Outside of Quiet Time, visiting hours are not restricted.
Quiet Time is from 2 to 4 p.m.
Texas Health Southwest has Quiet Time daily from 2 to 4 p.m. Quiet Time allows parents to bond and rest with their newborns without outside visitor interactions. During this time, there will not be unnecessary interruptions by personnel; however, nurses and physicians will still enter as needed.
Your Hospital Room
All mother and baby rooms are located on the second floor of the Pease Tower (Tower 2). Parking is available near the front atrium entrance.
Your Mother and Baby Room
Mother and baby rooms are as inviting as the family and friends that surround you. Each spacious room comfortably accommodates families during their hospital stay and includes:
- Flat-screen TV with a USB port for your streaming devices
- Free internet access
- Rocking chair
- Couch that converts into a comfortable twin bed
- Temperature control for your suite
- Full-size bathroom
Meals and Dining
We offer complimentary room service dining for our moms and — for an additional charge — to a support person during hospital stays. On-campus dining is also available, until 2:30 p.m. The nurses station has a book of menus of nearby restaurants that deliver.
Birth Certificate and Social Security
During your hospital stay, a coordinator will contact you to complete the necessary paperwork to record your baby’s birth. You will be given documentation that can be sent to your insurance company.
Texas Health does not keep a copy of the birth certificate or Social Security information.
During your hospital stay, your nurse will be the primary contact for breastfeeding education. Certified lactation consultants are also available seven days a week to provide one-on-one assistance in the privacy of your room. Speak to a lactation consultant by calling 817-433-6300.
Breast Pump Rentals
The Texas Health Southwest Breastfeeding Resource Center and Boutique has Medela™ breast pumps available for rent. Additionally, nursing supplies and pump parts are available for purchase. The Boutique is located on the second floor of the Pease Tower (Tower 2). For more information, hours and pricing, please call 817-433-6300.
Before You Go Home
Even if your doctor says you are ready to go home, there is still a process that needs to be completed for your safety and security.
Things to Discuss with Your Family and Nurse
Are you ready and do you have the things you need before going home? Discuss these questions with your family (If you have questions or concerns, please talk with your nurse):
- When do I think I will be going home (day and time)?
- How am I getting home?
- Who will help me at home?
- Do I have the supplies I need?
Steps that Happen on Discharge Day
- Before you go home, the following must be completed: Your baby’s heart screening and newborn screening test were completed at age 24 hours
- You have made a follow-up appointment for your newborn
- Your OB/GYN has visited and said you can go home
- The pediatrician has visited and said your baby can go home
- You rented a breast pump, if desired
- Your prescriptions have been ordered or sent to your pharmacy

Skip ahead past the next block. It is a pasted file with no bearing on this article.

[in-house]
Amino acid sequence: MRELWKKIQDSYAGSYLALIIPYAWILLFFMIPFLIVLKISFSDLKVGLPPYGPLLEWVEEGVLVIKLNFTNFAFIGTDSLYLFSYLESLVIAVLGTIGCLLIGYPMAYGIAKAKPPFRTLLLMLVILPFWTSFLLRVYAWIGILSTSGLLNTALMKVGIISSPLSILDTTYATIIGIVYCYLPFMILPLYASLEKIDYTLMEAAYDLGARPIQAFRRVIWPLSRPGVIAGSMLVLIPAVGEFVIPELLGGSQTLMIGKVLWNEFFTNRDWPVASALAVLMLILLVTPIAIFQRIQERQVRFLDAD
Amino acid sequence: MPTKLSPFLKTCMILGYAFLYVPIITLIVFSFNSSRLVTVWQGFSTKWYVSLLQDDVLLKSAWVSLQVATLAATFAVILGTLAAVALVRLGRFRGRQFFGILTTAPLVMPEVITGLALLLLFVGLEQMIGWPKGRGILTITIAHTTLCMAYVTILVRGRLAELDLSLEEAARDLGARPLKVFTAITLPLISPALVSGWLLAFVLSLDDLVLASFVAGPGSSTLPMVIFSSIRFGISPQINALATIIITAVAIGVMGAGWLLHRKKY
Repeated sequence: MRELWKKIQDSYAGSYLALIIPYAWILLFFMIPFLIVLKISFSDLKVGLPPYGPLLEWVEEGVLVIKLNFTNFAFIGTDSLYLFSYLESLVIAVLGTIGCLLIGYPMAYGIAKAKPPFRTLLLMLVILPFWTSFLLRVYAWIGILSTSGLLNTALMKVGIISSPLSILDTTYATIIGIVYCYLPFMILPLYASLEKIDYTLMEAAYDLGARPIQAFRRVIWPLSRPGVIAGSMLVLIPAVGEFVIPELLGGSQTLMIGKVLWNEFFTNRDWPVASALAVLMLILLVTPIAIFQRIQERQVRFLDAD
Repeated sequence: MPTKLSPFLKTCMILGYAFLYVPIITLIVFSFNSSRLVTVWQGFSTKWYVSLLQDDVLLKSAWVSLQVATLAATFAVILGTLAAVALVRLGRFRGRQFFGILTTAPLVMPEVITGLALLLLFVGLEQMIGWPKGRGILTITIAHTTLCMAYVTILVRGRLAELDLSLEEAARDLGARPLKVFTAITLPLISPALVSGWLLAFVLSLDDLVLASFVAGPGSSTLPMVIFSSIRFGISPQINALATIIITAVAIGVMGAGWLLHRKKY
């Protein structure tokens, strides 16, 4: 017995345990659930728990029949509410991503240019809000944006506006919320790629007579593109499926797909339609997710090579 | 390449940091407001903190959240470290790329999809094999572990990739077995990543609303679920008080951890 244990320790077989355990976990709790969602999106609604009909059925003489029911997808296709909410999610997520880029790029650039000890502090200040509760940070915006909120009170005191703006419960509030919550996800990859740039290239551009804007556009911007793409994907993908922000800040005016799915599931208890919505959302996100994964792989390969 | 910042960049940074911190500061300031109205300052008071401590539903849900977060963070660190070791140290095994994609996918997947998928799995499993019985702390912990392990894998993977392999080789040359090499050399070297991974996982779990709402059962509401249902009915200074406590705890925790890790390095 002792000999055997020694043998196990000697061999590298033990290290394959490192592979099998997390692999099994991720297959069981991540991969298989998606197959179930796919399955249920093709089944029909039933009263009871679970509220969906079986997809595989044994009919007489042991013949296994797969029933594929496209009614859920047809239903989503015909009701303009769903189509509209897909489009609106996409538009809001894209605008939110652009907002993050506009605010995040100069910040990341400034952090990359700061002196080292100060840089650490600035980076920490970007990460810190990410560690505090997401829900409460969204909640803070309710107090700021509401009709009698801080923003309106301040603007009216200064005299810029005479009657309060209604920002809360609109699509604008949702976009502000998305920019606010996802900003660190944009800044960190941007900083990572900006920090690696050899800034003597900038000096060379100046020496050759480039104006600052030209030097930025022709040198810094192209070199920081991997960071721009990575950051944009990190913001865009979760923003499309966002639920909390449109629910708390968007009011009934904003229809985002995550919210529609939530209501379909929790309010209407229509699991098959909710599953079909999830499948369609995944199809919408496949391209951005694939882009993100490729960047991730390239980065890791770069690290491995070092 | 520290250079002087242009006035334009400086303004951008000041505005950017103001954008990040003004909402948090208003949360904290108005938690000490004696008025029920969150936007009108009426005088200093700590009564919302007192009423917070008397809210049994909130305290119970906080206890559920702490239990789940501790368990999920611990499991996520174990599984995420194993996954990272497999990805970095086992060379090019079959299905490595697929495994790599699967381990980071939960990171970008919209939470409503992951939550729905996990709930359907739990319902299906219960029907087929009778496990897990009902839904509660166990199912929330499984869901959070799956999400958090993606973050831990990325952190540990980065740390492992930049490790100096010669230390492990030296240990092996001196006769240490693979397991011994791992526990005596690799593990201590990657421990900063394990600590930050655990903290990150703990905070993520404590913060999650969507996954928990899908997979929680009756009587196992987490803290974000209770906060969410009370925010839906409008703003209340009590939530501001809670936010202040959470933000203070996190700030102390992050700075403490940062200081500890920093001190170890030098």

- You have reviewed your medications with a nurse
- A nurse or technician has brought a wheelchair to take you to your car
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Neonatal Intensive Care Unit (NICU)
Open spaces and warm, inviting colors will welcome you and your baby to the expanded Texas Health Southwest NICU. We’ve doubled the size to 16-beds and three private rooms so that even our tiny patients can stay put to receive the additional care they need.
A NICU stay can be emotional. Texas Health Southwest places a priority on providing the resources you and your baby need for health and well-being during this time of transition. The three private rooms and rooming-in suite in the NICU overlook the Horchler Meditation Garden offering parents a comfortable place to stay just steps away from their baby. Another new convenience is the bedside breastmilk storage available to nursing mothers.
Please know this video was filmed prior to the COVID-19 pandemic.
Each high-risk mom-to-be has a private room inside the Labor and Delivery department, where she receives specialized care from nurses trained in high-risk pregnancies.
What’s In Your Room
Our moms-to-be stay long-term in rooms with hotel-like surroundings and gourmet room service. While a guest, the following services are available:
- Childbirth education, offered bedside
- Visits from pet-therapy dogs
- Bedside baby showers
- Gourmet room-service dining
Visiting hours are open. However, visitors who arrive after 10 p.m. should enter the hospital through the Emergency Room entrance.
Care During Your Pregnancy
While staying at Texas Health Southwest, you will be cared for by an experienced multidisciplinary team that includes
- Board-certified maternal-fetal specialists
- Neonatologists and Neonatal Nurse Practitioners on the medical staff
- Transition care managers
- OB Laborists
- Occupational therapists
- Pastoral care
- Social services
The team will work closely with your obstetrician, if needed, to assist with managing your prenatal care.
Learn More about High-Risk CareIf you have a high-risk pregnancy, you or your baby might be at increased risk of health problems before, during or after delivery. Learn more about navigating a high-risk pregnancy and what it means for your care.